Post subject:
PostPosted: Sat Dec 08, 2007 7:24 pm 
JDZ Moderator
User avatar

Joined: Thu Jun 24, 2004 2:13 pm
Posts: 12408
Location: The Left Coast
dharma_bum wrote:
Bandini rolled out as a continuous, straightforward narrative written in a rush of emotion, while ATD built up as a series carefully staged vignettes, full of deliberate language and visual metaphors. The chapters were almost like pictures in a gallery... you stop, take it in and move on. Some worked better than others, but together they formed a pretty cohesive exhibit.

I felt exactly the same way after each chapter.


ATD seemed to contain much from his head…..not necessarily meaning he fabricated it, but that he rambled and ranted a lot of the time—in a stream of consciousness style of writing, which I really liked. I also loved his descriptions. I found Bandini to be much more of a depressing book. And maybe that is because it was more emotionally raw and contained harsher realism.

Hold onto your thoughts about ATD, the movie. We will be comparing it with the book in a few days.



_________________________________________________________
You can't judge a book by its cover.

The only thing that matters is the ending. It's the most important part of the story.
Offline
 Profile  
 
 
 Post subject:
PostPosted: Sat Dec 08, 2007 10:35 pm 
User avatar

Joined: Sat Jul 10, 2004 4:50 pm
Posts: 2059
Location: Olney, Maryland
Liz wrote:
I found Bandini to be much more of a depressing book. And maybe that is because it was more emotionally raw and contained harsher realism.
Or was it that there were more people messing up their lives in Bandini, rather than mainly just Arturo and Camilla in ATD?


Offline
 Profile  
 
 
 Post subject:
PostPosted: Sun Dec 09, 2007 12:57 am 
User avatar

Joined: Mon Jun 21, 2004 10:43 pm
Posts: 10376
Location: Austin
fansmom wrote:
Liz wrote:
I found Bandini to be much more of a depressing book. And maybe that is because it was more emotionally raw and contained harsher realism.
Or was it that there were more people messing up their lives in Bandini, rather than mainly just Arturo and Camilla in ATD?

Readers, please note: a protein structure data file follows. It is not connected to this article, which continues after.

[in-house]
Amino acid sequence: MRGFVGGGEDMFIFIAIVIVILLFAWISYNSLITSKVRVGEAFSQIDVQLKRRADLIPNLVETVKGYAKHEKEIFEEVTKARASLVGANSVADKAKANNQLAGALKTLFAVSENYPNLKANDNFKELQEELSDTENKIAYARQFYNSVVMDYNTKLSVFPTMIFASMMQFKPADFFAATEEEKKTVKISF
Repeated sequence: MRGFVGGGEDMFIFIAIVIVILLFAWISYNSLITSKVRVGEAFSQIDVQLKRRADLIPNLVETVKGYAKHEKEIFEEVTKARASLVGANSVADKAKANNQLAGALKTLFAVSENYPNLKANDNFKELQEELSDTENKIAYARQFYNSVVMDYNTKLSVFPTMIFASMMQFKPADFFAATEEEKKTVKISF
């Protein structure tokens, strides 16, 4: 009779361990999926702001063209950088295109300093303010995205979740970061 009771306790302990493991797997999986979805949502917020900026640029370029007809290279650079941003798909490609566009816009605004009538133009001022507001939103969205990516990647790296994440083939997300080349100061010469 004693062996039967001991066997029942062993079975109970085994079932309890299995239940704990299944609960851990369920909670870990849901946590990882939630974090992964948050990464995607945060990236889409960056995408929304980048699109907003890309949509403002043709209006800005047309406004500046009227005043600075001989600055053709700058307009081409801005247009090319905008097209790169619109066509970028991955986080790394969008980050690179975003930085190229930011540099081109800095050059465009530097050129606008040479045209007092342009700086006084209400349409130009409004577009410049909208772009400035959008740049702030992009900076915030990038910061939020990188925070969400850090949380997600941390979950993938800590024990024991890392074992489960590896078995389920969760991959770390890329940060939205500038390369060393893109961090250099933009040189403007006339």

I think I found Bandini harsher (at the same time it tugged at my heart) because Arturo was a child. I cut him more slack because of that and I wanted the adults in his life to be more accountable. Not only were they messing up their lives they were messing up the lives of their children. In ATD Arturo was the adult and I wanted him to be more accountable for his actions.



_________________________________________________________
Life is not a journey to the grave with the intention of arriving safely in a pretty and well preserved body, but rather to skid in broadside, thoroughly used up, totally worn out, and loudly proclaiming -
Wow! What a ride!
Offline
 Profile  
 
 
 Post subject:
PostPosted: Sun Dec 09, 2007 5:58 am 
User avatar

Joined: Tue Jul 06, 2004 1:57 pm
Posts: 1381
Location: uk
Bandini made me feel more, ATD made me think more, which ties in with Fante's view. I like db's comment about the series of vignettes. I also thought that the characters were a series of grotesques and quite often one-dimensional, strange or repelling. But of course, they were all presented through Arturo's eyes and he is one flawed person. I also agree with the points about the style - it did seems more contrived and artificial. After a while, the references to the dust got on my nerves, like a nervous tic. (Mind you, having lived with plaster dust in my house on and off for the last few weeks, maybe that response is entirely appropriate! I begin to see his point about it being everywhere.) So all in all, I found myself feeling quite emotionally distant from it. Also, the Arturo of ATD seemed less believable than the Arturo of Bandini. The switch from childish, petulant and plain nasty letter to Sammy, to lyrical reflection on the human condition; the tormenting of Camilla to the compassion for Vera - really? OK, so we are all a mass of contradictions, but I found the changes in Arturo a bit extreme. Then again, I gave up trying to think of ATD as a realistic book and began to think of it as allegorical and poetical. Bandini switched from one narrative viewpoint to another, which I normally don't enjoy much, but I think it helped there, probably because of the main character. It was quite nice to get a break from his perspective - although I didn't exactly enjoy being in the other characters' heads much either. But it did remind me of a friend's favourite saying that there are three truths: your truth, my truth, and the truth in the middle. I suppose truth is what we got in the book, one way or another.